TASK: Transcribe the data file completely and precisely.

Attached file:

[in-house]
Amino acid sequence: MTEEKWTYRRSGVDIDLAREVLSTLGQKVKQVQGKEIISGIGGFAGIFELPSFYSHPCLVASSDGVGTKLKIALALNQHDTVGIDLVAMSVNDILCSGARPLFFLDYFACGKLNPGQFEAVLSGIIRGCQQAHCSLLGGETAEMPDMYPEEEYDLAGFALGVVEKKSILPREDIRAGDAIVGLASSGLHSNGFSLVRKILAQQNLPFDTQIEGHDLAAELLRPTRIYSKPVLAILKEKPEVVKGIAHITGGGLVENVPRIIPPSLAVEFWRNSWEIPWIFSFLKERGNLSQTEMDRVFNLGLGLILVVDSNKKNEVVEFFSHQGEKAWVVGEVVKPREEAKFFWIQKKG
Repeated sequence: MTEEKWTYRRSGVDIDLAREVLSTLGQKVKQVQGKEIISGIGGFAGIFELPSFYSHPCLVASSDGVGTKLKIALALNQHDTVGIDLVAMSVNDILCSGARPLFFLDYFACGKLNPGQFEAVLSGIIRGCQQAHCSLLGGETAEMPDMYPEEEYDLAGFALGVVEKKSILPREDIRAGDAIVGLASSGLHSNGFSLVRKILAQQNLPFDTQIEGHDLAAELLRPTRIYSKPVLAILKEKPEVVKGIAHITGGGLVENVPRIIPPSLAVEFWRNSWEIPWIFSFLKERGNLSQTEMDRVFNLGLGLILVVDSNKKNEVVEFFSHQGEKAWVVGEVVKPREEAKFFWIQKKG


[in-house]
Amino acid sequence: MTEEKWTYRRSGVDIDLAREVLSTLGQKVKQVQGKEIISGIGGFAGIFELPSFYSHPCLVASSDGVGTKLKIALALNQHDTVGIDLVAMSVNDILCSGARPLFFLDYFACGKLNPGQFEAVLSGIIRGCQQAHCSLLGGETAEMPDMYPEEEYDLAGFALGVVEKKSILPREDIRAGDAIVGLASSGLHSNGFSLVRKILAQQNLPFDTQIEGHDLAAELLRPTRIYSKPVLAILKEKPEVVKGIAHITGGGLVENVPRIIPPSLAVEFWRNSWEIPWIFSFLKERGNLSQTEMDRVFNLGLGLILVVDSNKKNEVVEFFSHQGEKAWVVGEVVKPREEAKFFWIQKKG
Repeated sequence: MTEEKWTYRRSGVDIDLAREVLSTLGQKVKQVQGKEIISGIGGFAGIFELPSFYSHPCLVASSDGVGTKLKIALALNQHDTVGIDLVAMSVNDILCSGARPLFFLDYFACGKLNPGQFEAVLSGIIRGCQQAHCSLLGGETAEMPDMYPEEEYDLAGFALGVVEKKSILPREDIRAGDAIVGLASSGLHSNGFSLVRKILAQQNLPFDTQIEGHDLAAELLRPTRIYSKPVLAILKEKPEVVKGIAHITGGGLVENVPRIIPPSLAVEFWRNSWEIPWIFSFLKERGNLSQTEMDRVFNLGLGLILVVDSNKKNEVVEFFSHQGEKAWVVGEVVKPREEAKFFWIQKKG